Wildflower of the Week: Honeysuckle

The Common Honeysuckle (Lonicera periclymenum)is a vigorous perennial climber, that twines itself around hedgerow plants, shrubs and trees to a height of up to 7m.

Clusters of finger-like pink-red buds open into exotic creamy yellow blooms, tinged with pink and red. These appear from June to September and have a strong sweet fragrance, especially at night when the flowers open. The dark red-brown stems carry oval, pointed leaves in pairs and the flowers form at the shoot tips. They are tubular with upper and lower lips. These are followed by clusters of berries.

It is one of many species and cultivated garden varieties, including the very invasive Japanese Honeysuckle. The Common Honeysuckle is however a useful plant to both man and wildlife.The flowers provide a rich source of nectar for insects, especially bees, butterflies. Night-flying moths, attracted by the scent, in turn attract bats to prey on them. The tangle of growth provides valuable nesting cover and the bark strips away from the mature stems providing nesting material for several bird species and also for dormice. The berries provide food for many bird species, though are toxic to humans.

The honeysuckle is named for the custom of picking the blooms and sucking the honey-like nectar, but it has a number of other names, including woodbine, eglantine, fairy trumpets, sweet suckle, goats leaf and trumpet flowers. Shakespeare mentions it in A Midsummer Night’s Dream.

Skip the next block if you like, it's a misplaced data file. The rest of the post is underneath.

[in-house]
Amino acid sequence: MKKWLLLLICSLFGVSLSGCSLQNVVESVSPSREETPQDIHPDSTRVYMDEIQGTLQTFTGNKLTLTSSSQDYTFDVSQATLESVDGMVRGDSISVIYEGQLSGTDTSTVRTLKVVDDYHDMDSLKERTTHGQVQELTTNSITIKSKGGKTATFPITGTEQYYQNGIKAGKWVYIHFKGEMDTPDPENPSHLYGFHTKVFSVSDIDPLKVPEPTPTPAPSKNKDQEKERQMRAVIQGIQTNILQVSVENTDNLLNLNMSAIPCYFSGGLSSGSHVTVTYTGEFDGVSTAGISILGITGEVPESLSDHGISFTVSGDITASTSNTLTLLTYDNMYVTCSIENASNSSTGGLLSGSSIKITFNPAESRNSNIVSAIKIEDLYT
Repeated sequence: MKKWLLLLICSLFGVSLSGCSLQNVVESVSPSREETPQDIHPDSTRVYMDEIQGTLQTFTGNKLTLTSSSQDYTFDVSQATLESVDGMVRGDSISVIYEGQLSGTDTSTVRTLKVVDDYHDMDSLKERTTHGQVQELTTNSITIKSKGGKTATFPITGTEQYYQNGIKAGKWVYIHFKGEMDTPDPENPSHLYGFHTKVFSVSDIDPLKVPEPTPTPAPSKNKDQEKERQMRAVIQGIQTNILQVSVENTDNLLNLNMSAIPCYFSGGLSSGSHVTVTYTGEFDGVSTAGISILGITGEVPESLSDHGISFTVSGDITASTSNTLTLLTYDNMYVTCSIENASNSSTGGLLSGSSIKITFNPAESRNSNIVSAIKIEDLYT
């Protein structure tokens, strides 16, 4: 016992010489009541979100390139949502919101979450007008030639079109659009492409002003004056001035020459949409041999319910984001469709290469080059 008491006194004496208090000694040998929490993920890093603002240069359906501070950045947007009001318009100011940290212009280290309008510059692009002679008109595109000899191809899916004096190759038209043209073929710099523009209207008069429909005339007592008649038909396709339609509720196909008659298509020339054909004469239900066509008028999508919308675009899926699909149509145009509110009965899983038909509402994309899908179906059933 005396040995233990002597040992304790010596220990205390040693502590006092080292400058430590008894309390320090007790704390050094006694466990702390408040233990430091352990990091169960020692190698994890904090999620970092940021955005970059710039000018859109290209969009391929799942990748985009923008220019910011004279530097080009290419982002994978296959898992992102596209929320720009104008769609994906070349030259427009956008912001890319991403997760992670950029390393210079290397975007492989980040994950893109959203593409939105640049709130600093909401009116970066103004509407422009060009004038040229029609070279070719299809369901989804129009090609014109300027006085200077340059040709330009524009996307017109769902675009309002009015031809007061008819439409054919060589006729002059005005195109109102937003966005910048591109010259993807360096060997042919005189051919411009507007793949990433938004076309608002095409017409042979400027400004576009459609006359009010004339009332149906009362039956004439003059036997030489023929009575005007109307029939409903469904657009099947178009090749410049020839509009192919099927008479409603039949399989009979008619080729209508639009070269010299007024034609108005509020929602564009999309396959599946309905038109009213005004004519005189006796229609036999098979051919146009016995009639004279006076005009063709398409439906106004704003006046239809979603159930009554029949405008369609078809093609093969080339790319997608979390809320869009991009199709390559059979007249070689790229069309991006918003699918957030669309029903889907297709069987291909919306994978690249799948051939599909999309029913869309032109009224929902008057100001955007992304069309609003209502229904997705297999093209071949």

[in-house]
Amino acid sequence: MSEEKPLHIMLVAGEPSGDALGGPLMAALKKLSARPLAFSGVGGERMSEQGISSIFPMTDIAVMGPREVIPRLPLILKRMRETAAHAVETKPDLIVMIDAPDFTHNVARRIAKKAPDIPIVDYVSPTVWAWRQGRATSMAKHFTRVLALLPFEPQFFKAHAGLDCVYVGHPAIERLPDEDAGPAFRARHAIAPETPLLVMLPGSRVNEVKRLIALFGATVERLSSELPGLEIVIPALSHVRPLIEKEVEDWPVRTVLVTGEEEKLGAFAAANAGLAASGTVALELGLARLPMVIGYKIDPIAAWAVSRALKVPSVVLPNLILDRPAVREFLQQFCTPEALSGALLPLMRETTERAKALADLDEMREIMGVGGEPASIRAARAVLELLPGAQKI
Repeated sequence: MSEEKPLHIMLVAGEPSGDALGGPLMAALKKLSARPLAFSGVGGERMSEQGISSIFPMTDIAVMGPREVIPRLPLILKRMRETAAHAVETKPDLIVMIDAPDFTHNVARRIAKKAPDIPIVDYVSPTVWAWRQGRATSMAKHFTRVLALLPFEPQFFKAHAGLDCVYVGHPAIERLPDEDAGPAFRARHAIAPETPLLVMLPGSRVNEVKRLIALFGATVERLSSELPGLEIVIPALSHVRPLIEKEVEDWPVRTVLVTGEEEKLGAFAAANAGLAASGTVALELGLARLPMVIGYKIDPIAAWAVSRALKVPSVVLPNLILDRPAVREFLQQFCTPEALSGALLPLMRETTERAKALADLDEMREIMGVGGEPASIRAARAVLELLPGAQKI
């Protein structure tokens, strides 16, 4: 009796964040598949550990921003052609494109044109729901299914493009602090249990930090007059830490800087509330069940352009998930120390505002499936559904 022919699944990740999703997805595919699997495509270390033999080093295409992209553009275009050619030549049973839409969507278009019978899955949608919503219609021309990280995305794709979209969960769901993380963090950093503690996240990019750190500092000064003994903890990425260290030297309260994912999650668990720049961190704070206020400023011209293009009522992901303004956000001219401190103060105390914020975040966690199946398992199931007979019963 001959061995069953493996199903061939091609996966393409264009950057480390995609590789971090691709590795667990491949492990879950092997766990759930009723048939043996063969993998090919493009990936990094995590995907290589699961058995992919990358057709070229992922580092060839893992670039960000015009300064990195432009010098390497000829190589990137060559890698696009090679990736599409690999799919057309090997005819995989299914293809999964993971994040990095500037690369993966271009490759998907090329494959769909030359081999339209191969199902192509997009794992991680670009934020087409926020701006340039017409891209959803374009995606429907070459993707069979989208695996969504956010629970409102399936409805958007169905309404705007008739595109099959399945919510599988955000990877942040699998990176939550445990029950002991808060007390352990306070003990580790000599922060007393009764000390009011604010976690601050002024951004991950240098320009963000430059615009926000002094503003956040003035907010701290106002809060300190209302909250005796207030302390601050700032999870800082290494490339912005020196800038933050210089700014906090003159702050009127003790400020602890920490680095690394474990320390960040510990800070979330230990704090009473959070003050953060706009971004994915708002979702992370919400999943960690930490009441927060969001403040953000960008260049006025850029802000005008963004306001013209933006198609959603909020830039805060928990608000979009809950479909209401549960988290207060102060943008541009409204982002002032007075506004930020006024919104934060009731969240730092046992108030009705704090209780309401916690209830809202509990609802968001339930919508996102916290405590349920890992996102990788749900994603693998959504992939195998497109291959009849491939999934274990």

So doth the woodbine the sweet honeysuckle gently entwist…

Honeysuckle was said to protect against evil and, when grown around the door of a house, would prevent a witch from entering. The plant is said to symbolise loving affection and faithfulness and wearing it would make someone dream of their true love and bring luck in courtship. The Victorians were less approving, and forbade young girls from bringing the flowers into the home, believing that it would give them unsuitably erotic dreams!

The plant has many uses. Tree branches will take on a twisted form when honeysuckle entwines around it, making an interesting shape for carved walking sticks. The flowers are used in pot pour and perfumes and also to add a sweet honey flavour to jams and jellies, teas, country wines and flavoured liqueurs and gin.

in folk medicine it has been used to make a soothing remedy for coughs and sore throats, and to heal woulds and infections.. It is said to have anti-imflammatory properties, though these are as yet unproven.

At this time of year, honeysuckle provides a colourful and fragrant addition to our hedgerows and woodlands.

Author:

I live in Northumberland, within sight of the sea and spend my time knitting, crocheting, sewing and trying my hand at different crafts. There's usually a story to share about the things I make.

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